Should Win: Brandy Clark – she hasn’t scored a radio hit, but saw significant gains in the wake of her Grammy performance of “Hold My Hand,” assisted by Dwight Yoakam. A critical darling, she’s a songwriter with a mainstream twang, which adds an extra appeal to 12 Stories.
Will Win: Miranda Lambert – She’s already won five, which puts her just behind Reba McEntire who has seven. She’ll inch closer to tying McEntire’s record this year, and may even surpass it, if she keeps her title as the de facto mainstream country vocalist of her generation.
Vocal Duo of the Year
Florida Georgia Line, the probable winner, scores their third nomination while headed towards their second win. First time nominee Maddie & Tae could pull an upset, but the lack of any nominations for “Girl In A Country Song” won’t endear them to voters here. The rest of the bunch is pure filler, acts that don’t have even one sizable hit between them.
Should Win: Florida Georgia Line – even if you combine the success of every other nominee, no one even comes close to touching Brian & Tyler.
Will Win: Florida Georgia Line – They are the duo of the year, vocal or otherwise.
Vocal Group of the Year
Rascal Flatts are in the running for the first time in four years, while Zac Brown Band are on their sixth consecutive nomination without a win. The Band Perry, the victors last year, hasn’t made any significant gains in the past twelve months and is likely out of any serious consideration.
Should Win: Zac Brown Band – six nominations, zero wins. This might not be their year, but hopefully the increased exposure from Jekyll & Hyde will put them firmly in the running for the 2016 telecast.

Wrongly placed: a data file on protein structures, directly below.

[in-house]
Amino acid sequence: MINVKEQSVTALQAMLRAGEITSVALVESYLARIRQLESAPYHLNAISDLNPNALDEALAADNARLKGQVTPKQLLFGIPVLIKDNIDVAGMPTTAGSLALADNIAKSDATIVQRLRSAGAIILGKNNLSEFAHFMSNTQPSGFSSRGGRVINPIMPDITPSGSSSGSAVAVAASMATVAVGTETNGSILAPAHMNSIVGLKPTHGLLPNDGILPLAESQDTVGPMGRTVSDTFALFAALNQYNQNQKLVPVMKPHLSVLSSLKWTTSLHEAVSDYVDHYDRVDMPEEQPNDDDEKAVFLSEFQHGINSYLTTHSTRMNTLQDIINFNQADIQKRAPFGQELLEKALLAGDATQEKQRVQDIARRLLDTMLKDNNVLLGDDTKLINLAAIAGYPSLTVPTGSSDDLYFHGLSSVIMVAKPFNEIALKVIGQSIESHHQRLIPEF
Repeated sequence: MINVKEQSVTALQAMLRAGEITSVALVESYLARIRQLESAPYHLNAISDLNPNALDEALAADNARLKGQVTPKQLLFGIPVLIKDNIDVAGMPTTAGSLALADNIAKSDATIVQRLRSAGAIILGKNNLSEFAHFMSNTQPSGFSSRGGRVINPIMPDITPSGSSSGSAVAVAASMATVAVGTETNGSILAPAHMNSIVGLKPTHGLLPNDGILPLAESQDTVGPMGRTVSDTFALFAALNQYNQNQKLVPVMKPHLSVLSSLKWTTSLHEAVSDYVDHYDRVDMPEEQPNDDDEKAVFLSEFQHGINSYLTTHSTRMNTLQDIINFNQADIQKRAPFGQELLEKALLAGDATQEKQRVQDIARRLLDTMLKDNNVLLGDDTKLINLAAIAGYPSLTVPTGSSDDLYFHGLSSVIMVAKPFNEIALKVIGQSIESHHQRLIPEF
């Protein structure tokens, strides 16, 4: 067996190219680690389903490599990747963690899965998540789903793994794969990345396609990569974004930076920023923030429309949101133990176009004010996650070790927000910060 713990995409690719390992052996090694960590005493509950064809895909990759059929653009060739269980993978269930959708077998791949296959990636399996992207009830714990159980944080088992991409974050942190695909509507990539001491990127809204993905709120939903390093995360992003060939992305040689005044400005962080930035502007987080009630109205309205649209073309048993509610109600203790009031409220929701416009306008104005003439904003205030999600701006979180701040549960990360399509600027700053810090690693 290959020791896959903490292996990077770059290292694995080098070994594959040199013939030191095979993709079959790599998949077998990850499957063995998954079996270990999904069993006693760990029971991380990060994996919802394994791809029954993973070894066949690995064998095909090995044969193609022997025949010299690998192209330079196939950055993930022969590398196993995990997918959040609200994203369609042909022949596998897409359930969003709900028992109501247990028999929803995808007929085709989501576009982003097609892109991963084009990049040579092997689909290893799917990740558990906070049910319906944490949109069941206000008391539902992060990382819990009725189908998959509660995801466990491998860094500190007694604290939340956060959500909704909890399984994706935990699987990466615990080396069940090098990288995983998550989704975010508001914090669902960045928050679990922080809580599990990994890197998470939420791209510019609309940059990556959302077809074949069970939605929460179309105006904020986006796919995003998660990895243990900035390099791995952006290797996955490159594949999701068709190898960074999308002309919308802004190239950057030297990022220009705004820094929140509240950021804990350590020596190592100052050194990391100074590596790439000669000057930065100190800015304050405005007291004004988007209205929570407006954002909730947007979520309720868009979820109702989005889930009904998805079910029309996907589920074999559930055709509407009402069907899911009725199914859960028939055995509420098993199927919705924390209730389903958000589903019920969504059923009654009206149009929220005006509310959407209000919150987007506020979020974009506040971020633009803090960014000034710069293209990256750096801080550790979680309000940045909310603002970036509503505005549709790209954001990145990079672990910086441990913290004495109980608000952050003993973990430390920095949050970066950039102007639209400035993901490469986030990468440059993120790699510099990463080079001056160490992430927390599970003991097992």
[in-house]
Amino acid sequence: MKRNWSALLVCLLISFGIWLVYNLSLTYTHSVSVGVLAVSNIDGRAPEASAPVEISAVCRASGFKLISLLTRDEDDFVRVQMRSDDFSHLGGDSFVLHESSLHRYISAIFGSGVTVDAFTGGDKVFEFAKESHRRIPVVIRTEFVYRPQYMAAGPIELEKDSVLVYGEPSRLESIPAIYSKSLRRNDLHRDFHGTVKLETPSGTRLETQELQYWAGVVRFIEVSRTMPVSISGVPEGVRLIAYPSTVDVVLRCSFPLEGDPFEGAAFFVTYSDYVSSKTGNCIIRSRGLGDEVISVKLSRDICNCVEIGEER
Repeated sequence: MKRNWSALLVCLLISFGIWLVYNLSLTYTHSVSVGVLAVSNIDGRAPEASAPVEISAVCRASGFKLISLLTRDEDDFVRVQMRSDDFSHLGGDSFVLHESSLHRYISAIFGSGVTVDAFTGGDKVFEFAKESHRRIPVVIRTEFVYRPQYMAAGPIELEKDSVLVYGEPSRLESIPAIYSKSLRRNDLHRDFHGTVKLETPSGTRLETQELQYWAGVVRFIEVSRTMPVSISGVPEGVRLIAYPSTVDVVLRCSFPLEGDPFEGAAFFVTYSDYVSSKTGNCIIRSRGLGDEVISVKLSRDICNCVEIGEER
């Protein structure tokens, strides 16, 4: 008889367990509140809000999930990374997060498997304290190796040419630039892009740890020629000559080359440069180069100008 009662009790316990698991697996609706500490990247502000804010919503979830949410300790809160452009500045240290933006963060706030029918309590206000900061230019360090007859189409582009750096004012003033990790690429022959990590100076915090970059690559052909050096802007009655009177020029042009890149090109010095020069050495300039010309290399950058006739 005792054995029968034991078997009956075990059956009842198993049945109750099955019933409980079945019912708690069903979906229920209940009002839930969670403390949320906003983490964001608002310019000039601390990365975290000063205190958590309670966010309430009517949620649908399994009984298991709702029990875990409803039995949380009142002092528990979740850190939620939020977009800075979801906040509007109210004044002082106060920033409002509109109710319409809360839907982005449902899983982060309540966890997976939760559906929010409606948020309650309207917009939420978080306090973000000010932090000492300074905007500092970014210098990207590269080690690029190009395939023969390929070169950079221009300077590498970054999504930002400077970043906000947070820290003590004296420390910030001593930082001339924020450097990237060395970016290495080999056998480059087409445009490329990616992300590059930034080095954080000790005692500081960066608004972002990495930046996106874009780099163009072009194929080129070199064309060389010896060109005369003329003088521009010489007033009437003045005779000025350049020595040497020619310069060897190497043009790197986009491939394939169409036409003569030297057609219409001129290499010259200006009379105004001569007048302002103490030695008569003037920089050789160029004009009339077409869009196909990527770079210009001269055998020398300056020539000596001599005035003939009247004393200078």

Will Win: Little Big Town – With an additional nomination for Album of the Year, and one lone win here back in 2012, they’ve emerged the category frontrunner. “Day Drinking” wasn’t as impactful as “Pontoon,” but it wasn’t any less of a radio hit. The recent dustup over “Girl Crush” has only made them more prominent within the genre, which helps their case even more.
Album of the Year
With three victories, Miranda Lambert is tied with Alabama, Alan Jackson, and George Strait for most career wins. That’s posed to change this year, when she more than likely scores an historic fourth trophy for Platinum. Tim McGraw, who took the category 20 years ago for his sophomore effort, is absent the year he releases his strongest album in more than a decade. Little Big Town and Dierks Bentley are in the running for the first time, while Jason Aldean is here for the second time, as is Eric Church, who won previously for Chief.
Should Win: Riser – The best of this bunch by a long shot